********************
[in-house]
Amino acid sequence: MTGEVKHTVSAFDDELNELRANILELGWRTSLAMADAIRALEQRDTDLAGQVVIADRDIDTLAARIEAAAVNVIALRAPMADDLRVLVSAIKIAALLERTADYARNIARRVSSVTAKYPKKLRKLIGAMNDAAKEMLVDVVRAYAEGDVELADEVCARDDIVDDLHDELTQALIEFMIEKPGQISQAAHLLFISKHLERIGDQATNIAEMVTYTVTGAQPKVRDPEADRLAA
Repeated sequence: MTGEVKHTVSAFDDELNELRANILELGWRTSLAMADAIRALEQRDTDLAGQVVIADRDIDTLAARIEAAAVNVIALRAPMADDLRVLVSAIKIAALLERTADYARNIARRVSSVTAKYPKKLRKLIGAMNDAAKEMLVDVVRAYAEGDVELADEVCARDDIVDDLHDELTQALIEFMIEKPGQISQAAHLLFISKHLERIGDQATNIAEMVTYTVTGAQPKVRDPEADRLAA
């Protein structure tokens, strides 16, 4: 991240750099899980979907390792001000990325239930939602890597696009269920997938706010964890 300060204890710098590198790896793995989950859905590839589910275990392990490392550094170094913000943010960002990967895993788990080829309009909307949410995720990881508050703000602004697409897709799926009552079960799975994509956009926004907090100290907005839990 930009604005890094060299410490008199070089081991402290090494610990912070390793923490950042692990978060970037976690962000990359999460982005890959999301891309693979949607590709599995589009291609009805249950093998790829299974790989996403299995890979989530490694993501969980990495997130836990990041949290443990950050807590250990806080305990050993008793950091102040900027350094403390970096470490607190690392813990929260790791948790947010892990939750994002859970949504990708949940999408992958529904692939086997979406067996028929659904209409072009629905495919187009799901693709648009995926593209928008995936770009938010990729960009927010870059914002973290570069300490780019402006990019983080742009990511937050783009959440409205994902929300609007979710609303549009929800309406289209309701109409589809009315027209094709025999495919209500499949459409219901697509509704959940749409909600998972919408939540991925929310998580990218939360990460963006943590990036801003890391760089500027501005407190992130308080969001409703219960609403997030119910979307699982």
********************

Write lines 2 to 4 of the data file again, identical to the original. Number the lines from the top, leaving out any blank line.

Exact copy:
Amino acid sequence: MTGEVKHTVSAFDDELNELRANILELGWRTSLAMADAIRALEQRDTDLAGQVVIADRDIDTLAARIEAAAVNVIALRAPMADDLRVLVSAIKIAALLERTADYARNIARRVSSVTAKYPKKLRKLIGAMNDAAKEMLVDVVRAYAEGDVELADEVCARDDIVDDLHDELTQALIEFMIEKPGQISQAAHLLFISKHLERIGDQATNIAEMVTYTVTGAQPKVRDPEADRLAA
Repeated sequence: MTGEVKHTVSAFDDELNELRANILELGWRTSLAMADAIRALEQRDTDLAGQVVIADRDIDTLAARIEAAAVNVIALRAPMADDLRVLVSAIKIAALLERTADYARNIARRVSSVTAKYPKKLRKLIGAMNDAAKEMLVDVVRAYAEGDVELADEVCARDDIVDDLHDELTQALIEFMIEKPGQISQAAHLLFISKHLERIGDQATNIAEMVTYTVTGAQPKVRDPEADRLAA
């Protein structure tokens, strides 16, 4: 991240750099899980979907390792001000990325239930939602890597696009269920997938706010964890 300060204890710098590198790896793995989950859905590839589910275990392990490392550094170094913000943010960002990967895993788990080829309009909307949410995720990881508050703000602004697409897709799926009552079960799975994509956009926004907090100290907005839990 930009604005890094060299410490008199070089081991402290090494610990912070390793923490950042692990978060970037976690962000990359999460982005890959999301891309693979949607590709599995589009291609009805249950093998790829299974790989996403299995890979989530490694993501969980990495997130836990990041949290443990950050807590250990806080305990050993008793950091102040900027350094403390970096470490607190690392813990929260790791948790947010892990939750994002859970949504990708949940999408992958529904692939086997979406067996028929659904209409072009629905495919187009799901693709648009995926593209928008995936770009938010990729960009927010870059914002973290570069300490780019402006990019983080742009990511937050783009959440409205994902929300609007979710609303549009929800309406289209309701109409589809009315027209094709025999495919209500499949459409219901697509509704959940749409909600998972919408939540991925929310998580990218939360990460963006943590990036801003890391760089500027501005407190992130308080969001409703219960609403997030119910979307699982």